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International News

School Attendance Might Reduce HIV Risk Among Youth in Rural South Africa, Study Says

January 18, 2008

Attending secondary school might help reduce the risk of HIV among youth in rural South Africa, according to a study published in the February issue of the Journal of Epidemiology and Community Health, the South African Press Association reports.

James Hargreaves of the London School of Hygiene and Tropical Medicine Infectious Disease Epidemiology Unit and colleagues from the Wits School of Public Health examined the behavior and HIV prevalence among 916 young men and 1,003 young women ages 14 to 25 in rural South Africa (South African Press Association, 1/17). Researchers conducted face-to-face interviews with the participants to gather data on school attendance and HIV risk characteristics. Knowledge of HIV/AIDS, communication about sex and HIV testing were distributed evenly among participants both in and out of school.

The researchers found that among both sexes, those attending school reported fewer sexual partners than those not attending school. Among female participants, school attendance was associated with safer-sex practices, according to the study. Fewer female students reported having:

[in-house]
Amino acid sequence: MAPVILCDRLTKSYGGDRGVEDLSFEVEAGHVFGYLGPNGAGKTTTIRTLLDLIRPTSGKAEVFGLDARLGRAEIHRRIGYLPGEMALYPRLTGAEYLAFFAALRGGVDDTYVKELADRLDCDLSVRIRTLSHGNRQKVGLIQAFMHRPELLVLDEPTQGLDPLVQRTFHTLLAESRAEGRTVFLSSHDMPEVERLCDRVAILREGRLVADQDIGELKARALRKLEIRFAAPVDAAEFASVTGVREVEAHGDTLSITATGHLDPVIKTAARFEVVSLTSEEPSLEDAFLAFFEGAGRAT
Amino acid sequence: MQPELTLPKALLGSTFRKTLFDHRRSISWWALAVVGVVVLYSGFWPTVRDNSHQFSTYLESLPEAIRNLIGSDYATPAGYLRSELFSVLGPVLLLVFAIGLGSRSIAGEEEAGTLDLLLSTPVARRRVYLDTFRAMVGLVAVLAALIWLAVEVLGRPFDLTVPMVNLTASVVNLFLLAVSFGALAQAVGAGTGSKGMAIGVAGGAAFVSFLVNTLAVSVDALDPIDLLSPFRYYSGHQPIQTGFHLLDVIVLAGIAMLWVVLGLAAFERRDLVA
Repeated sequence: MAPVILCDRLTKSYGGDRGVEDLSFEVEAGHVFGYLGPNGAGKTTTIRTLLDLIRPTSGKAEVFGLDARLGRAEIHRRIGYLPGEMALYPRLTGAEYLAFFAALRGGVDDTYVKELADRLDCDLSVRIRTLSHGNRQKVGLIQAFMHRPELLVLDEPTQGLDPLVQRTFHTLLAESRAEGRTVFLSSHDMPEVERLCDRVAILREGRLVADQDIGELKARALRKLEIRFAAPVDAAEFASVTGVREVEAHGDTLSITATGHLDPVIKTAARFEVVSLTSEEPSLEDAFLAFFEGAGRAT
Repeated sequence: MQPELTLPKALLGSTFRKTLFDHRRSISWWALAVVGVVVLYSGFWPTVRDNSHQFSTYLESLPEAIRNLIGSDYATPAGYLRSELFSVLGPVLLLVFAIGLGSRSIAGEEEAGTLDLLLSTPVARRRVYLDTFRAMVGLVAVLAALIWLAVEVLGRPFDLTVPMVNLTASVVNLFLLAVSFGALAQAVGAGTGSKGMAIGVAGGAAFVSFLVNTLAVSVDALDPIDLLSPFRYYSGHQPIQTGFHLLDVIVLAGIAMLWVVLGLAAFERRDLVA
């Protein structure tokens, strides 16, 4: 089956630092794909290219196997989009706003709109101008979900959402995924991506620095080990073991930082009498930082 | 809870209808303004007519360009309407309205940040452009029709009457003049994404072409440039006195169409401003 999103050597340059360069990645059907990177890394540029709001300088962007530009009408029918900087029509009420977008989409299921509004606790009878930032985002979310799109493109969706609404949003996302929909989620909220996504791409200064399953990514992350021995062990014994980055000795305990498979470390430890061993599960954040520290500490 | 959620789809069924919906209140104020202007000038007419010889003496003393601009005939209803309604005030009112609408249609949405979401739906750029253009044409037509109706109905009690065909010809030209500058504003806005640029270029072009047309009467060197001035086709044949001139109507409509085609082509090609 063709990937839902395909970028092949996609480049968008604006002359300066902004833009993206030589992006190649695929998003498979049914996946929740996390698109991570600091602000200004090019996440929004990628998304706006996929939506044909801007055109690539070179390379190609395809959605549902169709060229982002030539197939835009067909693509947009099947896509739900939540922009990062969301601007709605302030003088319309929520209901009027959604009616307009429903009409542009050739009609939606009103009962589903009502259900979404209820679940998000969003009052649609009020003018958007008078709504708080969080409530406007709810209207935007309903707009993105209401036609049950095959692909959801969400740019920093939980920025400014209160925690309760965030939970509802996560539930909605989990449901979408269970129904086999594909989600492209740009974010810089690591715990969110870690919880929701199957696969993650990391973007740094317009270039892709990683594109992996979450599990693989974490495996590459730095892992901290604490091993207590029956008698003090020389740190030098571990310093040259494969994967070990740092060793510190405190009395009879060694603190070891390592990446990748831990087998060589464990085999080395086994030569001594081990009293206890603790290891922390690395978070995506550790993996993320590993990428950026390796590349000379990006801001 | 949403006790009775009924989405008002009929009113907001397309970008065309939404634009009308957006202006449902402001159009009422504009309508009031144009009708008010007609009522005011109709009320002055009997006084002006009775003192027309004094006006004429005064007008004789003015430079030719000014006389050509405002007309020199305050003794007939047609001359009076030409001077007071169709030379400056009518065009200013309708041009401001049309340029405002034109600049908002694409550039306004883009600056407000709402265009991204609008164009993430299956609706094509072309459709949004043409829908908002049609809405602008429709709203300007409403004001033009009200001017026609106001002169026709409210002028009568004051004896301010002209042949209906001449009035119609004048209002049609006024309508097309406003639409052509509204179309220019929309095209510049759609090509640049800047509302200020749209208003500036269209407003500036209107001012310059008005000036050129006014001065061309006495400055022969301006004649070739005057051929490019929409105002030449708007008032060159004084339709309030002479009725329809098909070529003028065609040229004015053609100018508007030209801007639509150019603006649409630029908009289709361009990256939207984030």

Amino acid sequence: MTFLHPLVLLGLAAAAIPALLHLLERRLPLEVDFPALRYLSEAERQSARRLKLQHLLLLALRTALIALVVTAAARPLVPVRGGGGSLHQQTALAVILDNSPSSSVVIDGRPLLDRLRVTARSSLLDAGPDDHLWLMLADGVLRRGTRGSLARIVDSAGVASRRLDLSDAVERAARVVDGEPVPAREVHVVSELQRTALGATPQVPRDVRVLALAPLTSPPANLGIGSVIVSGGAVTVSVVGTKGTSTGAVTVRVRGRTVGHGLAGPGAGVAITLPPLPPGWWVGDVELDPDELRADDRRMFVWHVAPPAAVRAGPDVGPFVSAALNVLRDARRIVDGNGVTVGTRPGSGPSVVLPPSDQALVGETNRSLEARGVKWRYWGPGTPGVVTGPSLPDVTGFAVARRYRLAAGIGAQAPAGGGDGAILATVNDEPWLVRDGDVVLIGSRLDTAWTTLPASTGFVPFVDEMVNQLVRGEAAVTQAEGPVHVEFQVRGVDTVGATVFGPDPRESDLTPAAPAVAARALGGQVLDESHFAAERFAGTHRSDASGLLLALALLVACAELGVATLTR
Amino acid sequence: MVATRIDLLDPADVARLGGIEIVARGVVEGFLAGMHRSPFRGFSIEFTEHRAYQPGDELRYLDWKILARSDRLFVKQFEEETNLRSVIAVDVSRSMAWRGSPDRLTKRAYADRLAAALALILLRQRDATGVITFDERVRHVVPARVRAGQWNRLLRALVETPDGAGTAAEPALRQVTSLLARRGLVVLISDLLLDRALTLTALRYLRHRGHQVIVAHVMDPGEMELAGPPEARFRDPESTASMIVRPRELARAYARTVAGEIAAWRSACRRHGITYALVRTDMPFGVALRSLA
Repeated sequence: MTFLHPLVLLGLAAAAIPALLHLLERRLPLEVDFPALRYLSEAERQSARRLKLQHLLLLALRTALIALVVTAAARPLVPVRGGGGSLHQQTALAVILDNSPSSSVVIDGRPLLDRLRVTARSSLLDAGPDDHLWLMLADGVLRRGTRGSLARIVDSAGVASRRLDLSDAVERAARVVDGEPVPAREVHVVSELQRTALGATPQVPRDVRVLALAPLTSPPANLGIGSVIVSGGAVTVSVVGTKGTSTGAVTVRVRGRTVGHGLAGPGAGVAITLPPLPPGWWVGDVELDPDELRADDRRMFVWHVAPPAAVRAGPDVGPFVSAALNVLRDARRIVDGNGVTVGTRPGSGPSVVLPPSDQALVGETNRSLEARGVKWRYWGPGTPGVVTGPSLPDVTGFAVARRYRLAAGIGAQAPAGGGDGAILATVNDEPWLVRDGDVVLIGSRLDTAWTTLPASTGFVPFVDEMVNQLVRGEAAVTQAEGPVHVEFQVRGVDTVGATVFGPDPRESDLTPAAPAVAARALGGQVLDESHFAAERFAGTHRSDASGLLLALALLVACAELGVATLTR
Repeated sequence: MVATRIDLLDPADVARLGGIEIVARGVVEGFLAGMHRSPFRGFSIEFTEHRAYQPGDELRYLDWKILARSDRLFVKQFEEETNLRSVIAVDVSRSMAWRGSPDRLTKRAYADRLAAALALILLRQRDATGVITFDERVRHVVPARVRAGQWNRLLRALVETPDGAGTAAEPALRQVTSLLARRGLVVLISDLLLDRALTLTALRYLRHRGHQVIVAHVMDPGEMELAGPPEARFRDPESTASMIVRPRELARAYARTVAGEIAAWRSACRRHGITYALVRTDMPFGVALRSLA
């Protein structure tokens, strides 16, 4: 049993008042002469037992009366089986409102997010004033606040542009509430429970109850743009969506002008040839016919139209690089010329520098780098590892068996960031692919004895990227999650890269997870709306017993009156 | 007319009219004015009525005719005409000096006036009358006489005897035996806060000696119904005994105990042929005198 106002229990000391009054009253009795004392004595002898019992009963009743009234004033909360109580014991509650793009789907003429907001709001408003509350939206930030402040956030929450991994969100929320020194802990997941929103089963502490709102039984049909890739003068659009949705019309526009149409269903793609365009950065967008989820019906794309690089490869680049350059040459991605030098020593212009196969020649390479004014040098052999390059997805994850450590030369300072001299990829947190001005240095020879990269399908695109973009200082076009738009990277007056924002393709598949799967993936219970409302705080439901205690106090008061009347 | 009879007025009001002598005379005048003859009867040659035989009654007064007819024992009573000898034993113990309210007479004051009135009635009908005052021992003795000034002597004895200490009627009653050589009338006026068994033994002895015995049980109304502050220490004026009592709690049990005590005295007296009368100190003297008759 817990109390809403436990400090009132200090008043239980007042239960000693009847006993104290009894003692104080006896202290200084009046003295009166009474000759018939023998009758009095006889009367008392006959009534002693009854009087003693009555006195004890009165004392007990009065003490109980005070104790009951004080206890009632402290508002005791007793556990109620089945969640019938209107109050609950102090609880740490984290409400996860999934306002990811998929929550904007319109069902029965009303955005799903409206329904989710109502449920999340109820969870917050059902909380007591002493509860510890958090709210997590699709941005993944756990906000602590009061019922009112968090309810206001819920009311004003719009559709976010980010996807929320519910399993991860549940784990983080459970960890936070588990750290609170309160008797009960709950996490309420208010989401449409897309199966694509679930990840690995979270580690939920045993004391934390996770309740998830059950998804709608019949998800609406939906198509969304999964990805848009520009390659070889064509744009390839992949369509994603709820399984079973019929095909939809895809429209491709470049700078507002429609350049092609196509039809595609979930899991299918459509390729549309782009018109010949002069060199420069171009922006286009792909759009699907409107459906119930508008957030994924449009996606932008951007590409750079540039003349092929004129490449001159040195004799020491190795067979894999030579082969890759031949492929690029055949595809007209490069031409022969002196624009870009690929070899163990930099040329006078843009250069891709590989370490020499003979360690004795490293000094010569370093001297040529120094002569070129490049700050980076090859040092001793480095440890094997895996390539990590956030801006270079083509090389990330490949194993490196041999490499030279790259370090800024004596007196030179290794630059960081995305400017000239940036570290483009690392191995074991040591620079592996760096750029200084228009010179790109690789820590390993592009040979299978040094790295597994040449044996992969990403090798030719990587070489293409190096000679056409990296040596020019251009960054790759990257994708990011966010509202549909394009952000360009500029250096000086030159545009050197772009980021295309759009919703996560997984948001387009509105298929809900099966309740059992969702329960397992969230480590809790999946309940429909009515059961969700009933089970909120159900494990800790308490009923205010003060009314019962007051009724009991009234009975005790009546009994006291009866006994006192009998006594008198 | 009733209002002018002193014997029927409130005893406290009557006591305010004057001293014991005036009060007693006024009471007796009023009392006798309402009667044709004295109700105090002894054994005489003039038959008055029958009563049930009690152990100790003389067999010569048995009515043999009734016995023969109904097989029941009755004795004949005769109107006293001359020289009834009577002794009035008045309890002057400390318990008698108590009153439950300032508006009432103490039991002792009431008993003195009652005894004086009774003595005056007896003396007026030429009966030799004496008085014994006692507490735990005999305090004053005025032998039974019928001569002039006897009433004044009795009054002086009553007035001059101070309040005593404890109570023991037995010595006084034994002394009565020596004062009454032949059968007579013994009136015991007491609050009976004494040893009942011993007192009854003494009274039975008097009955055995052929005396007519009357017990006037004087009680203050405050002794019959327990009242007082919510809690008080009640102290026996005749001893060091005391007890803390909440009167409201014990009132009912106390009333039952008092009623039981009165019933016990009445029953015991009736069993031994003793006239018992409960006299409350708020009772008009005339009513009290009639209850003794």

• Partners more than three years older than themselves;

  • Sex more than five times with a partner; and

  • Unprotected sex during the past year.
Male participants who attended school were significantly less likely to be HIV-positive than their peers who were not in school, the study found (Hargreaves et al., JECH, 1/17).

"Our study suggests that, in South Africa, being in school can shape young people's social networks, leading to less high-risk sexual behavior and therefore, lower rates of HIV infection," Hargreaves said. The researchers also recently conducted a review of 36 studies across sub-Saharan Africa that "came to the same conclusions" as the JECH study, he added. The review found that "across a number of countries, those with higher education may now be at lower risk of HIV infection, reversing previous trends," Hargreaves added.

Hargreaves also said that efforts aimed at changing social behavior can play an important role in HIV prevention and should not be overlooked. "There is a need to accelerate efforts to increase access to education, including secondary education, if we are going to make an impact on this epidemic," he said. Hargreaves said he is encouraged that African governments, the Group of Eight industrialized nations, the World Bank and others have committed to such goals (South African Press Association, 1/17).

Online The study is available online.

Back to other news for January 2008

Reprinted with permission from You can view the entire Kaiser Daily HIV/AIDS Report, search the archives, or sign up for email delivery at The Kaiser Daily HIV/AIDS Report is published for, a free service of the Kaiser Family Foundation, by The Advisory Board Company. © 2008 by The Advisory Board Company and Kaiser Family Foundation. All rights reserved.

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This article was provided by Henry J. Kaiser Family Foundation. It is a part of the publication Kaiser Daily HIV/AIDS Report. Visit the Kaiser Family Foundation's website to find out more about their activities, publications and services.
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